Corn is extensively used to feed livestock, but the surge in spot prices has forced US farmers to search elsewhere for low-cost substitutes, reported Reuters.
The persistent wet weather that swamped the Midwest this spring is now reducing corn yields.
More recently, dry, hot weather continues over large swaths of the Midwest, is also wreaking havoc on corn yields. Volatile weather as a whole, in 2019, could lead to one of the lowest corn harvests in years.
The US Department of Agriculture (USDA) last month projected 2019 corn production at 13.88 billion bushels, an 8% drop YoY.
Agricultural organizations, equipment dealers and factories that convert corn into ethanol have already felt the pressure from farmers because of millions of acres went unplanted due to wet weather across the Central and Midwest, including corn and soybean belts.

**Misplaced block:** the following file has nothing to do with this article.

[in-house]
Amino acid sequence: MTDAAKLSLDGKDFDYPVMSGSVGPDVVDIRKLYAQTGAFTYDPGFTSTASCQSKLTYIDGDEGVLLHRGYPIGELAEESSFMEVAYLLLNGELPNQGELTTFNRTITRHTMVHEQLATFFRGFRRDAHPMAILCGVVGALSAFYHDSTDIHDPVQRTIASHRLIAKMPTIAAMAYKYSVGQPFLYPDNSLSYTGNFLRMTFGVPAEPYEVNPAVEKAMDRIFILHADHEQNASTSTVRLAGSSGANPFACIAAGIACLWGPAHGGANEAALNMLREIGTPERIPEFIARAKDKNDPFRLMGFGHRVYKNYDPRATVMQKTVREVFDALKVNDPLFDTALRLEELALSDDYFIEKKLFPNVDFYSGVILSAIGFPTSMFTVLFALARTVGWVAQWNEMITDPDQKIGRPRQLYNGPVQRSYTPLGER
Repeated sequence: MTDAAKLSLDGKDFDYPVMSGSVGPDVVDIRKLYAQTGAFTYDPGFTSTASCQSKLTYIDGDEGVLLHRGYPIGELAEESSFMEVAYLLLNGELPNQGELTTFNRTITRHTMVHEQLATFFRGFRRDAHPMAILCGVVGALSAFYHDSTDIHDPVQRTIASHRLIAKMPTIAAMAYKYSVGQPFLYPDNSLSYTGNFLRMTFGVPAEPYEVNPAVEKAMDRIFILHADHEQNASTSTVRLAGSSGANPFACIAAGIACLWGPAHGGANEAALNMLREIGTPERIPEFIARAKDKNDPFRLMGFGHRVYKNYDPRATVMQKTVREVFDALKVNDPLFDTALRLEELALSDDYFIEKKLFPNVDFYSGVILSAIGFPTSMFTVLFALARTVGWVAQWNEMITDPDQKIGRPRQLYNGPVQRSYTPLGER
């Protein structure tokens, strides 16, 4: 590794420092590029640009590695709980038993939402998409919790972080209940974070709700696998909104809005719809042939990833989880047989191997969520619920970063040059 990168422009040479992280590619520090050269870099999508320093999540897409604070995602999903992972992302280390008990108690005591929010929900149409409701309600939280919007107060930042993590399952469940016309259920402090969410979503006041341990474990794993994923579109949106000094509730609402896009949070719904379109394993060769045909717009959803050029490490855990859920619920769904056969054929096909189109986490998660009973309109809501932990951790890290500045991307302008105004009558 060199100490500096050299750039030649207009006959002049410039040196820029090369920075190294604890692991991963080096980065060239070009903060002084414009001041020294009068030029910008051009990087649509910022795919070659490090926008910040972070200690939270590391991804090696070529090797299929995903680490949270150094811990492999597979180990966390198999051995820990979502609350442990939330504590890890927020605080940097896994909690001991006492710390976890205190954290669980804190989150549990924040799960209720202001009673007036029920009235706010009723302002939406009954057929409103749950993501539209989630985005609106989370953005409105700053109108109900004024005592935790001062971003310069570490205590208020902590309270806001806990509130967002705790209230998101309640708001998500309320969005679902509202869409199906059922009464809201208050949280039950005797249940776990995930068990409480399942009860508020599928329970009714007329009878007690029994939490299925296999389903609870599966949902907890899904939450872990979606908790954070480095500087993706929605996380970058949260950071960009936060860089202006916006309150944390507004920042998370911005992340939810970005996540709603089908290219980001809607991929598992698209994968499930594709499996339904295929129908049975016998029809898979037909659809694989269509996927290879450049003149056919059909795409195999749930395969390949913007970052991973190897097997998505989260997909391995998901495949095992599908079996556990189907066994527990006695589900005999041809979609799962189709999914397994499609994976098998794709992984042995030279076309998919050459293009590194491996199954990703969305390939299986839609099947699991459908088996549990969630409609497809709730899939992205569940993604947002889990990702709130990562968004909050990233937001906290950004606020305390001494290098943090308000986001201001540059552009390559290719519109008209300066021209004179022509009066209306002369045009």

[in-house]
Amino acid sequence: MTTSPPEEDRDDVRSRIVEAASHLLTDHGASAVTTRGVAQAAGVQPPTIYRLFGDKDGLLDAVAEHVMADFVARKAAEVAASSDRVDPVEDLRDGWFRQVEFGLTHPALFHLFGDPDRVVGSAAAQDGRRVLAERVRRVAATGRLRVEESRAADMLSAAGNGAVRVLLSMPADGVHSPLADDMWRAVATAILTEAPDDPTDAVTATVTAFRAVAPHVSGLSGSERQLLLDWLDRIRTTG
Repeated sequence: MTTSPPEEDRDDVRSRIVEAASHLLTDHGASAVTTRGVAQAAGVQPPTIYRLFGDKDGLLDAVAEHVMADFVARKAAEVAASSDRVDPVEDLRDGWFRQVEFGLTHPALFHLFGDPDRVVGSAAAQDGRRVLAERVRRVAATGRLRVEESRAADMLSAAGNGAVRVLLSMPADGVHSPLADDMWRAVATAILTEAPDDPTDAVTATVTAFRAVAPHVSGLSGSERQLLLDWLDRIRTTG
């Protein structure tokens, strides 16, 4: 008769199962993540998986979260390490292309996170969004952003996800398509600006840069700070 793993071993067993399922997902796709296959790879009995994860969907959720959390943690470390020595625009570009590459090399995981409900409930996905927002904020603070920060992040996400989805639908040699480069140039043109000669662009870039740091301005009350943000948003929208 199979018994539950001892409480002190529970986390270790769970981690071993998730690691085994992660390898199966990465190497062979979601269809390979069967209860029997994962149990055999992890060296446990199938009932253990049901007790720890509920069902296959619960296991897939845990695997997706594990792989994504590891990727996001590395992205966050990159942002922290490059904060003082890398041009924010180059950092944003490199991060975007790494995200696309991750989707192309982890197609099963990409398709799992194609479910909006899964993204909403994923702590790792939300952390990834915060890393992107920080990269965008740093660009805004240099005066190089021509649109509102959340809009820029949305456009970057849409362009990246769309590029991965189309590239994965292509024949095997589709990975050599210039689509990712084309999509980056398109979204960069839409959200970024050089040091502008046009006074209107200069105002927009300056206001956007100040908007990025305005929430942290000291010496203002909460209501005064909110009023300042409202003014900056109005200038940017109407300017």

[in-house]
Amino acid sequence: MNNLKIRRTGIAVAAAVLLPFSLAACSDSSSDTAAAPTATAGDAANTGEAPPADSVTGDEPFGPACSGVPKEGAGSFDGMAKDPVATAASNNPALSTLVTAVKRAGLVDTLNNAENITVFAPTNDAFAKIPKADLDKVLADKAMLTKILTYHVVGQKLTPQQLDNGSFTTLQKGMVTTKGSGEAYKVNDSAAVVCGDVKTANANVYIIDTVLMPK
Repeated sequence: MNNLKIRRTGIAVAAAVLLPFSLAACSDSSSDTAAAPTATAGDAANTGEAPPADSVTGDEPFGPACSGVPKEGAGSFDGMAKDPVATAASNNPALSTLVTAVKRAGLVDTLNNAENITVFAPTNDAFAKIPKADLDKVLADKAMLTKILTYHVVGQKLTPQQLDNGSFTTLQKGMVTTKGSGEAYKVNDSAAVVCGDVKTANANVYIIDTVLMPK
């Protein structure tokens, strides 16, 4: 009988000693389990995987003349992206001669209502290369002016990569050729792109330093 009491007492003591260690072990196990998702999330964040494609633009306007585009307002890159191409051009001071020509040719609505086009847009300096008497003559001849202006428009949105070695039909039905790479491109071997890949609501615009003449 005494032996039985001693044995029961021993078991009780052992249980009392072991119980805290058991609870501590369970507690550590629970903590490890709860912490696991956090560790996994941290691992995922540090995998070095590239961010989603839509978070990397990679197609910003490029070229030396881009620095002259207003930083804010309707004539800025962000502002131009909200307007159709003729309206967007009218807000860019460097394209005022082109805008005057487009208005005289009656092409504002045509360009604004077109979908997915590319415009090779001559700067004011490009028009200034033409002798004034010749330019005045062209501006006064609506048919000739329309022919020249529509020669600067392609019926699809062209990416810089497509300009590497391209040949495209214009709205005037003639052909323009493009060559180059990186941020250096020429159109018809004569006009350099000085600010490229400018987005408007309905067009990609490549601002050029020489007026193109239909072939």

Accurate picture of how the spring of 2019 has been so far. (Yes, that is a turtle swimming in the corn)
Reuters spoke with meat producers who are now rushing to find substitutes to avoid margin compression from skyrocketing corn prices; they’re attempting to stretch out supplies of corn held in storage.
Experts have warned spot prices of corn could jump once harvesting begins this fall because declining yields will be realized.
Higher prices for corn could translate into higher meat prices, which are already soaring after China’s African swine fever crisis has led to the deaths of hundreds of millions of pigs.
USDA supermarket data showed retail pork prices had soared 9% YoY versus this time last year, while beef prices are up 2%. Rising food costs are occurring at a time when the overall economy is rapidly slowing.
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